Computer Ethics Paper 2
Due: Wednesday, June 21, 2017
Topic option 1: Third-Party Doctrine
Do you have a "reasonable expectation of privacy" -- in the sense of police
surveillance -- for data held by others?
The "third-party doctrine" says no, or at least that, if we do, it's too bad
for us and the government still does not need a warrant. This was originally
determined in the context of:
- banking records (US v Miller 1976)
- informants wearing a wire
- Smith v Maryland 1979, allowing the police to obtain telephone call
records without a warrant
How broadly should the third-party doctrine apply? And if it does
contradict a reasonable expectation of privacy, which rules should apply?
Should the third-party doctrine apply to email? Generally, if you write a
letter to someone, and they open it, your letter can be subpoenaed from
the recipient. But they can object. No third party ever sees your letter.
Email, on the other hand, used to be subpoenaed regularly directly from
the ISP. The Sixth Circuit found this unconstitutional in US v Warshak,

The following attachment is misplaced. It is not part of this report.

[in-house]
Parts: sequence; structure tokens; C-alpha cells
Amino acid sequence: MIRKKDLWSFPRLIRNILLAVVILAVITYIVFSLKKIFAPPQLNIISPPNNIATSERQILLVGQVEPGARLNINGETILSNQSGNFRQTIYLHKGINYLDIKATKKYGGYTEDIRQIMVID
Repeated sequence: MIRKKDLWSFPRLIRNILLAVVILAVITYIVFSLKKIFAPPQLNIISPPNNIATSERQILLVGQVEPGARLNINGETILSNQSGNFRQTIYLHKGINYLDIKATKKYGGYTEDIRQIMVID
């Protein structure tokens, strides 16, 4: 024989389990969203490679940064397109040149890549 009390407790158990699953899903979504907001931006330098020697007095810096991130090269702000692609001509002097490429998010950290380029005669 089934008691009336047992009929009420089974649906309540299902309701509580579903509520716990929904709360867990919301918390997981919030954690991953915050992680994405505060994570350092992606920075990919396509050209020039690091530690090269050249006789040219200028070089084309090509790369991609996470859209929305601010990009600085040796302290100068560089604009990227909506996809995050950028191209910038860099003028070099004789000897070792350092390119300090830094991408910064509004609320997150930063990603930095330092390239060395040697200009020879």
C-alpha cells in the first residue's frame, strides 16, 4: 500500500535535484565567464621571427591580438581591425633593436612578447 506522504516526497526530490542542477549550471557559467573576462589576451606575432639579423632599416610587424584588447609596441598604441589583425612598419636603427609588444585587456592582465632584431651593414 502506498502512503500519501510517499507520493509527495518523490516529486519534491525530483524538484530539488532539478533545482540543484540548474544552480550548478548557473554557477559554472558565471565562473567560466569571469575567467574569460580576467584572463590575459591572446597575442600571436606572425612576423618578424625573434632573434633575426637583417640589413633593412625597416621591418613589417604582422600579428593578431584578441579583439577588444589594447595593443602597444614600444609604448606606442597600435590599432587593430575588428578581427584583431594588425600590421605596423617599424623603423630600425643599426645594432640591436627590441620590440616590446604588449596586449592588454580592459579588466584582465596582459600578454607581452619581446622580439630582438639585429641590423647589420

and ruled that a warrant was needed.
What about phone metadata? For the metadata of a single individual, this
was decided by the Supreme Court in Smith v Maryland. In that era, third
parties held a lot less digital data on each of us than they do now. And
there was probable cause to suspect Smith.
What about cellphone location data? Traditionally, nearest-tower data has
been considered to be a business record. GPS data, however, conceptually
requires involvement of your phone, and often is not considered
a business record, though this is a narrow distinction.
What about library records? Internet search records? Facebook history?
Sometimes the third-party doctrine is defended on the grounds of the transaction
theory of privacy: the third party has just as much interest in the
data as you do. This makes some sense for bank records, which the bank
does need and use; what about these other records?
The Patriot Act made it mandatory to turn over most subpoenaed business
records on third parties. Would it help if this were simply voluntary,